Last week we submitted to EGLE a revised Response Activity Plan seeking approval to install a substantially larger and more robust groundwater interceptor system at our former tannery property than the system that EGLE originally approved last year. This system is designed to intercept groundwater and prevent it from flowing into the Rogue River and Rum Creek. You can review our submission at this link , and we understand that EGLE will be accepting public comment in the near future.
Our revised plan submitted last week builds off the original plan that EGLE approved last year. During initial fieldwork to implement the original plan last summer, however, we found that due to previously unknown conditions the system would not likely intercept as much groundwater as intended. So, on December 1, 2022, we sought EGLE’s approval to revise the original plan and install a substantially larger, more robust groundwater interceptor system.
On March 10, 2023, EGLE denied our request to revise and expand the groundwater interceptor system. EGLE did not express concerns about our overall proposal to expand our system, but they asked us to provide more detail about it.
We began assembling that information immediately, and also reached out to EGLE to set up a series of technical meetings. We then met with EGLE many times to discuss and understand their comments, so that we could be as responsive as possible with our revised submission that we provided to EGLE last week.
The plan EGLE originally approved called for the installation of 22 extraction wells to capture groundwater migrating to surface water at the Tannery. If we receive approval for our proposed expansion, the revised and expanded system we will use both extraction wells plus 2,000 feet of trenches. That combination is roughly equivalent to installing a network of approximately 2,000 wells along the entire length of the property. These wells and trenches will capture groundwater from the property and stop it from flowing into Rum Creek or the Rogue River. We have confidence in this proposal and are not aware of any technology with a better chance of success in the circumstances.
Determining where to place the components of a system like this on the property is a complex and delicate balance. The wells and trenches must be located in such a way as to stop groundwater from flowing to surface water, but at the same time prevent too much river water from being captured and drawn into the system. To achieve that balance, the locations for the 2,000 feet of trenches were identified based on aquifer testing and modeling on the north and south sides of Rum Creek over a period of years. The trenches are intentionally and strategically located to capture groundwater without pulling excessive surface water from Rum Creek or the Rogue River.
Because the primary purpose of the system is to prevent the flow of groundwater from the property into the Rogue River and Rum Creek, we will measure and demonstrate effectiveness by measuring groundwater elevations. These readings, taken both on the property and in the surface waters, will confirm that groundwater is not entering Rum Creek or the Rogue River. If performance monitoring indicates that all or part of the system is either drawing too much water from the river or creek, or not controlling groundwater to a level below observed surface water elevations, then operational modifications will be carried out as appropriate.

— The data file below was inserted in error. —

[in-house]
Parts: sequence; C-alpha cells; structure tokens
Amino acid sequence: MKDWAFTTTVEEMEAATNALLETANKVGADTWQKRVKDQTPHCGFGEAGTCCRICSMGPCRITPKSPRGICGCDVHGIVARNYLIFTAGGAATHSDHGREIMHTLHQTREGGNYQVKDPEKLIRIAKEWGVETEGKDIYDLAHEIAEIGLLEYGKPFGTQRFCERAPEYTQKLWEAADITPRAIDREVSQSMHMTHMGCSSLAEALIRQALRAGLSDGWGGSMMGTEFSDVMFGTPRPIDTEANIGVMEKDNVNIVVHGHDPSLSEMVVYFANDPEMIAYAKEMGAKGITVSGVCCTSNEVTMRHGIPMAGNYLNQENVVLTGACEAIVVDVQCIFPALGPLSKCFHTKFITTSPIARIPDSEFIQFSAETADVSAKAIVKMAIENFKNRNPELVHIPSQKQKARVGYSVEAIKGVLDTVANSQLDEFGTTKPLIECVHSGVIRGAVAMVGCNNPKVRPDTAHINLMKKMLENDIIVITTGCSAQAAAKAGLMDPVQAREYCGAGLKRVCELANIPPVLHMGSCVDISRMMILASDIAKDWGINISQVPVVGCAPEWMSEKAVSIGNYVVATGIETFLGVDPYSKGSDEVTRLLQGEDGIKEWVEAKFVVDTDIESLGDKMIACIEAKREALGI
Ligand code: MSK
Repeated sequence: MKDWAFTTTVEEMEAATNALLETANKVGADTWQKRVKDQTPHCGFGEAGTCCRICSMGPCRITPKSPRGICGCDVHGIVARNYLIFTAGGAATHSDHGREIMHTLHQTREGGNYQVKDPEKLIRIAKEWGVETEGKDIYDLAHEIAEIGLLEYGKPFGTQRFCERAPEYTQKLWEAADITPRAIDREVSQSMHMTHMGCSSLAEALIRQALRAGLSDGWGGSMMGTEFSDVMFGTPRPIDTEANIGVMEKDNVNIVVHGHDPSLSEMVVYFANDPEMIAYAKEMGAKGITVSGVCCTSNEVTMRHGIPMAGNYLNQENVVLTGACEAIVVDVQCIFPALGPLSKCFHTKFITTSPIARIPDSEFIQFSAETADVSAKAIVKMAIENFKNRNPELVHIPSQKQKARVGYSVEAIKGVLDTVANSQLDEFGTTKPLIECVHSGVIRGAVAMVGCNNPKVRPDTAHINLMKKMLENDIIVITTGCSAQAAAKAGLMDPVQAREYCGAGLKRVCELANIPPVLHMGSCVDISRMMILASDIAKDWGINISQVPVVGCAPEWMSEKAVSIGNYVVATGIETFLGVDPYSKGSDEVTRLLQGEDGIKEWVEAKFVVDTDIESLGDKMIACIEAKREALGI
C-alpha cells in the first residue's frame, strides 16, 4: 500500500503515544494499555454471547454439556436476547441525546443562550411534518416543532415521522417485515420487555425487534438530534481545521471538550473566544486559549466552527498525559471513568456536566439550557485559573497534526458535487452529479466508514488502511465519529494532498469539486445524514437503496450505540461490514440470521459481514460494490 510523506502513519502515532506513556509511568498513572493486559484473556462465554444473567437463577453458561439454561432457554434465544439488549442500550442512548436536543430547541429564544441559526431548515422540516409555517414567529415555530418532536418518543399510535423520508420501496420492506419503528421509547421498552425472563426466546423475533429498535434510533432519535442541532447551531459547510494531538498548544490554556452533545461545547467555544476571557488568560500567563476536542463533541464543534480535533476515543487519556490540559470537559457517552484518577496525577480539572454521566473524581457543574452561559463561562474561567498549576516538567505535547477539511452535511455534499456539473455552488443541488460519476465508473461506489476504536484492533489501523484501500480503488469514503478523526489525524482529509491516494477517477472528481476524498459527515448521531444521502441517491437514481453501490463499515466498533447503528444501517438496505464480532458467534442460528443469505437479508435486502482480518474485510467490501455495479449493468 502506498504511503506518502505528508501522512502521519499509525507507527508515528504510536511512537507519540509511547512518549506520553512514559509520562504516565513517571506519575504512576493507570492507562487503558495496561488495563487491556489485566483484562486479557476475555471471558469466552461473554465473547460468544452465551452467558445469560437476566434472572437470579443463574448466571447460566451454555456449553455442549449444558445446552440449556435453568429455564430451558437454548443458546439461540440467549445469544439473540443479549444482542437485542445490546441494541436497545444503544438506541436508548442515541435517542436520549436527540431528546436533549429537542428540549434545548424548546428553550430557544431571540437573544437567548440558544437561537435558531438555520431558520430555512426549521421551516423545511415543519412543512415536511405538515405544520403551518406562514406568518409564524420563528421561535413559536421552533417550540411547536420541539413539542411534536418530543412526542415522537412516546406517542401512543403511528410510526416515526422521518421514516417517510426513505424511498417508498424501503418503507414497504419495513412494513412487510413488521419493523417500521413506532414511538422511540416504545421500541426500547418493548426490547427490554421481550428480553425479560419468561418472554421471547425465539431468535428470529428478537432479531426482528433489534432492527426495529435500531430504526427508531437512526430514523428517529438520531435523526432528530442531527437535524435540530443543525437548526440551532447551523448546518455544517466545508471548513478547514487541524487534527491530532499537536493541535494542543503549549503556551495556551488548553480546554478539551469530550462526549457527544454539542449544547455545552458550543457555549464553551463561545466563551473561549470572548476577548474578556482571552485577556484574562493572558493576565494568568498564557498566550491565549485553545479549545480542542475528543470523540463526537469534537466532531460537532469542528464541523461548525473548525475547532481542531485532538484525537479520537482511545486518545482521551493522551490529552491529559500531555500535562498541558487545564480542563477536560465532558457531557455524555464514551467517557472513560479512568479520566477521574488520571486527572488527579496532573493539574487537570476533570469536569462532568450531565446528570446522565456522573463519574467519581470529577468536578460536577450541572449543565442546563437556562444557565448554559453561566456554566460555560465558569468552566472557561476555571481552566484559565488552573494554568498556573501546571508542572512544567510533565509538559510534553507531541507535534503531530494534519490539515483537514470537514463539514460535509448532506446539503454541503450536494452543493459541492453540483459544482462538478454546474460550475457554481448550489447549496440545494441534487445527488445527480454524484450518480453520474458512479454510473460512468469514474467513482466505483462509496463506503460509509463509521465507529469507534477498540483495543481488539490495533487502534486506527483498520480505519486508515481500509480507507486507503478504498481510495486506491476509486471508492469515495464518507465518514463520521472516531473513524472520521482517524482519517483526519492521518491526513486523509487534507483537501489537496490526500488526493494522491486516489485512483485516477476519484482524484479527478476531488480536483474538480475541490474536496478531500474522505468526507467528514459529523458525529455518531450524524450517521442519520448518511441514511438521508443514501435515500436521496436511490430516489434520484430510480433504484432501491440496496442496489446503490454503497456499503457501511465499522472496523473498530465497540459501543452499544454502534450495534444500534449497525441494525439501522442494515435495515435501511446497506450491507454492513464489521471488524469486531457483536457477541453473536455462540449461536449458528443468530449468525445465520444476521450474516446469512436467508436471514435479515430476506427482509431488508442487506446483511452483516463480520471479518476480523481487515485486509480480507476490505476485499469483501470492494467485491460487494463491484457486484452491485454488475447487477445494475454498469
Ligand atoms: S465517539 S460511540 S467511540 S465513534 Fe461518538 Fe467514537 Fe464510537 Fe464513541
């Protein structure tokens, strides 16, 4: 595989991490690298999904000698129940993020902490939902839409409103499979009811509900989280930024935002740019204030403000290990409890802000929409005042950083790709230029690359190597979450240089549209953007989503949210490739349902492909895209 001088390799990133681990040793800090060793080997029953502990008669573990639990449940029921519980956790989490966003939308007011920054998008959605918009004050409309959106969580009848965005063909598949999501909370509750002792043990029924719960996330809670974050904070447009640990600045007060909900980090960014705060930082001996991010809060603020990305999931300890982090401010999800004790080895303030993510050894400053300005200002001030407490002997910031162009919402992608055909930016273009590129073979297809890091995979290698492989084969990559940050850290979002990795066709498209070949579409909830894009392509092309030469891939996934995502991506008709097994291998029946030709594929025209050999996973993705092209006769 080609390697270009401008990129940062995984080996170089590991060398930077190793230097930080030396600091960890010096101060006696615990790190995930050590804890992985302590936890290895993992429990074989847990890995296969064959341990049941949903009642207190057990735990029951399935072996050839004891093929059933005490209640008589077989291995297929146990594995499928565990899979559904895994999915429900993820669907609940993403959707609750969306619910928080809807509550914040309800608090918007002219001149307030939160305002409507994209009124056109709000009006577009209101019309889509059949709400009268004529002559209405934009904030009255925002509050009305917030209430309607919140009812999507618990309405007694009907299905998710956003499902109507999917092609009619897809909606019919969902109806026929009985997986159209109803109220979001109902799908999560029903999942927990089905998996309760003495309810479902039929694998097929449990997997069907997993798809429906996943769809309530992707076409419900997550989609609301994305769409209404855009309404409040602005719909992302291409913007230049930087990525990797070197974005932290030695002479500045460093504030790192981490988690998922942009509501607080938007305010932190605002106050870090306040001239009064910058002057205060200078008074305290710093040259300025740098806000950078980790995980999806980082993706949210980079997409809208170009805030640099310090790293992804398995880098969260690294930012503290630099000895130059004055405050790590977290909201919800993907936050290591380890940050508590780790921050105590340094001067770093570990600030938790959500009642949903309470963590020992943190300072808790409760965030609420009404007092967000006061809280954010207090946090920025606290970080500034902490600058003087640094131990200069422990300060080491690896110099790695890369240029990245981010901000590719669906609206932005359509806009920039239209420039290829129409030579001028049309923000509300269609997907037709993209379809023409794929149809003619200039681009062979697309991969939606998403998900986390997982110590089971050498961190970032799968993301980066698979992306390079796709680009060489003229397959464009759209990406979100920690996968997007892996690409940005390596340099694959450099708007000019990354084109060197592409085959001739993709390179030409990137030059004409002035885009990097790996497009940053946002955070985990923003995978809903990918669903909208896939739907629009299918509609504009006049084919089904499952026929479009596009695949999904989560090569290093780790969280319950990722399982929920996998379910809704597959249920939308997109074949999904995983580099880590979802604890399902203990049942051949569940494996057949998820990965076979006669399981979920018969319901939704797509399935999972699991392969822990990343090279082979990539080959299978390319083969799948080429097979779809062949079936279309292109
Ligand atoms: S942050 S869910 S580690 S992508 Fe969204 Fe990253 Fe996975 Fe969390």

Just like last year’s EGLE-approved plan, our revised and expanded plan also provides for collecting groundwater samples and analyzing them for PFAS. We will evaluate that data and propose any adjustments to the system or monitoring frequency that are warranted by the findings. But, as with last year’s EGLE-approved plan, this data will supplement the groundwater elevation readings mentioned above, and will not be how we will know the system is working.
We have already begun designing our proposed collection and temporary treatment systems, and we are ready to proceed further as soon as EGLE review, approval, and permitting allows. Under the schedule in this week’s submission on page 64 , we will begin field work within sixty days of EGLE approval and will proceed in three phases.
After completion of final design work and receipt of all necessary permits, phase one will commence with construction of the trenches, offsite disposal of excavated soil, backfill of granular material, installation of six extraction wells, placement of pumps in each trench and extraction well, and routing of electrical conduit and piping.
Phase two consists of starting the groundwater interceptor system. To allow capture of groundwater as soon as possible, phase two will use a temporary, modular treatment system while the permanent treatment system design and operation is optimized and finalized. Upon completion of phase one, phase two will begin as soon as regulatory approvals allow.
Phase three consists of design and construction of the permanent treatment system and transition from the temporary treatment system. The final schedule is dependent on regulatory approvals and contractor bids, but we currently expect permanent treatment system operation within approximately three years from EGLE approval of yesterday’s Response Activity Plan.
We will continue keeping the community informed about progress on our remediation plan and other matters through updates on this blog, www.WeAreWolverine.com, and through information posted at kiosks and in other locations accessible to the public. As always, residents with questions or feedback are encouraged to contact Wolverine Worldwide directly at HouseStreet@wwwinc.com or (616) 866-5627.